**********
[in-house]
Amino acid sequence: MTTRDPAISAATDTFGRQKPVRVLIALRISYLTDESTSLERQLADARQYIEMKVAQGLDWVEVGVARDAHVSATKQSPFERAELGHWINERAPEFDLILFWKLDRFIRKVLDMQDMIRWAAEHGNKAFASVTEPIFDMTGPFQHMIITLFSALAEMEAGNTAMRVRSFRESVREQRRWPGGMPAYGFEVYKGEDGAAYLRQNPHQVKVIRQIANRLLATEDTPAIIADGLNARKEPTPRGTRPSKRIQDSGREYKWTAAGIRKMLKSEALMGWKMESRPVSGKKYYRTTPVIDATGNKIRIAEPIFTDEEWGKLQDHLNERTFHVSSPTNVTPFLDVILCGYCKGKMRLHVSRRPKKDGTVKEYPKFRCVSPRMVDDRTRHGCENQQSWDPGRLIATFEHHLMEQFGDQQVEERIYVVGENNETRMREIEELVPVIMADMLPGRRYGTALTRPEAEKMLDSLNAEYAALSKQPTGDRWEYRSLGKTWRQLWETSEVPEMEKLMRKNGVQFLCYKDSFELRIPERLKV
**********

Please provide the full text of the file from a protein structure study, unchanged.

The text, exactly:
[in-house]
Amino acid sequence: MTTRDPAISAATDTFGRQKPVRVLIALRISYLTDESTSLERQLADARQYIEMKVAQGLDWVEVGVARDAHVSATKQSPFERAELGHWINERAPEFDLILFWKLDRFIRKVLDMQDMIRWAAEHGNKAFASVTEPIFDMTGPFQHMIITLFSALAEMEAGNTAMRVRSFRESVREQRRWPGGMPAYGFEVYKGEDGAAYLRQNPHQVKVIRQIANRLLATEDTPAIIADGLNARKEPTPRGTRPSKRIQDSGREYKWTAAGIRKMLKSEALMGWKMESRPVSGKKYYRTTPVIDATGNKIRIAEPIFTDEEWGKLQDHLNERTFHVSSPTNVTPFLDVILCGYCKGKMRLHVSRRPKKDGTVKEYPKFRCVSPRMVDDRTRHGCENQQSWDPGRLIATFEHHLMEQFGDQQVEERIYVVGENNETRMREIEELVPVIMADMLPGRRYGTALTRPEAEKMLDSLNAEYAALSKQPTGDRWEYRSLGKTWRQLWETSEVPEMEKLMRKNGVQFLCYKDSFELRIPERLKV